Trump: Putin better leader than Obama
Trump had called Obama "the founder of Isis," in stump speeches several weeks ago.
NEW YORK - Donald Trump declared on Wednesday that Russia's Vladimir Putin had been a better leader than US President Barack Obama, as the Republican presidential nominee used a televised forum to argue he was best equipped to reassert America's global leadership.
Trump suggested at the event, in which he and Democratic rival Hillary Clinton made back-to-back appearances, that US generals had been stymied by the policies of Obama and Clinton, who served as the Democratic president's first secretary of state.
"I think under the leadership of Barack Obama and Hillary Clinton the generals have been reduced to rubble. They have been reduced to a point that's embarrassing for our country," Trump said at NBC's "Commander-in-Chief" forum in New York attended by military veterans.
It was the first time Trump and Clinton had squared off on the same stage since accepting their parties' presidential nominations in July for the 8 November election.
Clinton was grilled over her handling of classified information while using a private email server during her tenure at the State Department. FBI Director James Comey had declared her "extremely careless" in her handling of sensitive material but did not recommend charges against her.
"I did exactly what I should have done and I take it very seriously, always have, always will," she said. Trump's praise of Putin and his suggestion that the United States and Russia form an alliance to defeat Islamic State militants could raise eyebrows among foreign policy experts who feel Moscow is interfering with efforts to stem the Syrian civil war.
"If he says great things about me, I'm going to say great things about him," Trump said of the Russian president. "Certainly in that system, he's been a leader, far more than our president has been."
Trump had called Obama "the founder of ISIS," an acronym for Islamic State, in stump speeches several weeks ago. The statement drew broad criticism, prompting him to take a more disciplined approach to campaigning. He has since picked up ground on Clinton in national opinion polls.
Trump also flirted with revealing what he had been learning in classified intelligence briefings given to him by US officials because he is the Republican nominee.
"There was one thing that shocked me," Trump said. "What I did learn is that our leadership, Barack Obama, did not follow what our experts ... said to do, and I was very, very surprised. Our leaders were not following what they recommended."
Earlier on Wednesday, Trump pledged to launch a new US military buildup, saying America was under threat like never before from foes like Islamist extremists, North Korea and China.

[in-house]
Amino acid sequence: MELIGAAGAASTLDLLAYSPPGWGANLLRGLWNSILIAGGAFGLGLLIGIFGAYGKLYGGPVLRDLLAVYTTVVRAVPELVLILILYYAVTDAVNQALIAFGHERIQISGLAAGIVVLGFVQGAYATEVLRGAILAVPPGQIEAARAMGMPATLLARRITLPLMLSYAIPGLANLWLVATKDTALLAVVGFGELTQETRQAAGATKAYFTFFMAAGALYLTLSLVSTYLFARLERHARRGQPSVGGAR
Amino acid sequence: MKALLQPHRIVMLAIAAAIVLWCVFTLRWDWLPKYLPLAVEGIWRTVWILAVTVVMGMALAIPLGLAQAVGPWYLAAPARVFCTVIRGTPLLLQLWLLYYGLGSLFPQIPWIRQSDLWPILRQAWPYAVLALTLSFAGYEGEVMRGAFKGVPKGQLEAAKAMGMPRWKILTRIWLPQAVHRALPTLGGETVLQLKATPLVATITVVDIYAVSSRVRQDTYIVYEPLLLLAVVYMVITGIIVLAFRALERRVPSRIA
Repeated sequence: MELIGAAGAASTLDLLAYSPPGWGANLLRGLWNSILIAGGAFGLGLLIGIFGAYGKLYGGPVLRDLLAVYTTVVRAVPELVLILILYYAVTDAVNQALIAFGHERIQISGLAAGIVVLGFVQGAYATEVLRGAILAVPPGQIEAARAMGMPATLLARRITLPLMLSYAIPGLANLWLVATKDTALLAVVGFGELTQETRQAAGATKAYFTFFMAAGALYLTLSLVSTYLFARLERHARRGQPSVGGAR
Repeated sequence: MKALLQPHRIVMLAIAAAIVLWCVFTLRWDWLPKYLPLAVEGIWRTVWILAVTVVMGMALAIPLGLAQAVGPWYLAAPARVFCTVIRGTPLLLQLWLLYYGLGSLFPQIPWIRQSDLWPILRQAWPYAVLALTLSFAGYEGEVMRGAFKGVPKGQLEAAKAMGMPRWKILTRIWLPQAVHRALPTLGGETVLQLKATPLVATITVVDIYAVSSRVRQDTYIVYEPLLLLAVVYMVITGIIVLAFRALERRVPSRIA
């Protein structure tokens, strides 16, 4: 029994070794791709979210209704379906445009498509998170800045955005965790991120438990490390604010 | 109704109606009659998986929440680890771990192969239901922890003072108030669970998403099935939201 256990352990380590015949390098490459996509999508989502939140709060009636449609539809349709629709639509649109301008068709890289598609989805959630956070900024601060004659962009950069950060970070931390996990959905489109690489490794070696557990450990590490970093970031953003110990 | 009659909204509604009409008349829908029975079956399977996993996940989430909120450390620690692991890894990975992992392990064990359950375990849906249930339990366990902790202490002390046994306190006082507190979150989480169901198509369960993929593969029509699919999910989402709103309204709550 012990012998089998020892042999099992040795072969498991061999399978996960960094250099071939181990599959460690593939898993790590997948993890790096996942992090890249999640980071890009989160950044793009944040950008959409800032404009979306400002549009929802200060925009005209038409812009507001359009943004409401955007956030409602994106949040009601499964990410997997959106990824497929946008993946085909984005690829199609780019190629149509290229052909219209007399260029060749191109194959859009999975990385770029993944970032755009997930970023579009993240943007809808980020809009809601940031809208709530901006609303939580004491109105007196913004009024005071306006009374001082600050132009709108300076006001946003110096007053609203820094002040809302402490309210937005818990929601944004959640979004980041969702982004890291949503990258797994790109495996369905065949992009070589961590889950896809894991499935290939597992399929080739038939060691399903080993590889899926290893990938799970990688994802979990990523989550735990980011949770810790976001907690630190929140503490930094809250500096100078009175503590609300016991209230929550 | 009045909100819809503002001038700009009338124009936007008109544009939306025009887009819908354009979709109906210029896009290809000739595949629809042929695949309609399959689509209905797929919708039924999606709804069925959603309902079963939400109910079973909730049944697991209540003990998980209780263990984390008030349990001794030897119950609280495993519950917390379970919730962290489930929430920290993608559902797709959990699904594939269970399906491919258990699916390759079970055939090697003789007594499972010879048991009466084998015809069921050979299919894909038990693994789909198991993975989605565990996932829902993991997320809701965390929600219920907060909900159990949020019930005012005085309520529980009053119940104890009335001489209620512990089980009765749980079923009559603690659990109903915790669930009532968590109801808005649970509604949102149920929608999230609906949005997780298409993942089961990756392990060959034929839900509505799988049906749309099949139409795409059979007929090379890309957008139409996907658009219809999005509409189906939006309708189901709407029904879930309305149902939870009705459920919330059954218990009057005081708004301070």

The event offered a prelude to how Clinton and Trump will deal with questions on national security issues in their three upcoming presidential debates later in September and in October.
Clinton began the forum saying her long experience in government as a US senator and secretary of state made her uniquely qualified to serve as president.
She said she had "an absolute rock steadiness" to be able to make tough decisions, a not so subtle dig at Trump, who Democrats say is temperamentally unfit for the White House.
Moderator Matt Lauer doggedly pressed her about her handling of emails from a private server while secretary of state from 2009 to 2013. The issue has raised questions about whether she can be trusted to serve as president.
Clinton said none of the emails she sent or received were marked top secret, secret or classified, the usual way such material is identified.
Appearing in the second half of the hour-long show, Trump faced questions about his fitness for office. Asked if he would be prepared on Day One to be commander in chief, Trump said: "One hundred percent."
Trump quickly abandoned Lauer's entreaties to avoid attacking his opponent and focus on what he would do if elected president in November.
"She's been there for 30 years," Trump said. "We need change, and we need it fast."
The event brought together the meticulously prepared Clinton, 68, the wife of former President Bill Clinton, and Trump, 70, a New York businessman whose brash, freewheeling style has allowed him to dominate the headlines during his campaign.
Clinton said she regretted her decision as a US senator from New York to vote in favour of the much-criticised 2003 Iraq war and that Trump had been in favour of it as well. Trump has condemned the war during his campaign and said he would avoid lengthy conflicts in the Middle East.
On the US intervention in Libya in 2011, Clinton rejected Trump's criticism of her support for the effort as secretary of state.
"Permitting there to be an ongoing civil war in Libya would be as threatening and as dangerous as what we are seeing in Syria," she said.
Trump said Clinton's handling of Libya proved disastrous. Republicans have made much of the fact that the US ambassador to Libya, Chris Stevens, was killed in an Islamist attack in Benghazi, Libya, in 2012.
"She made a terrible mistake in Libya," said Trump.
Clinton said US policies under her leadership at the State Department had helped promote security.
"We made the world safer," she said.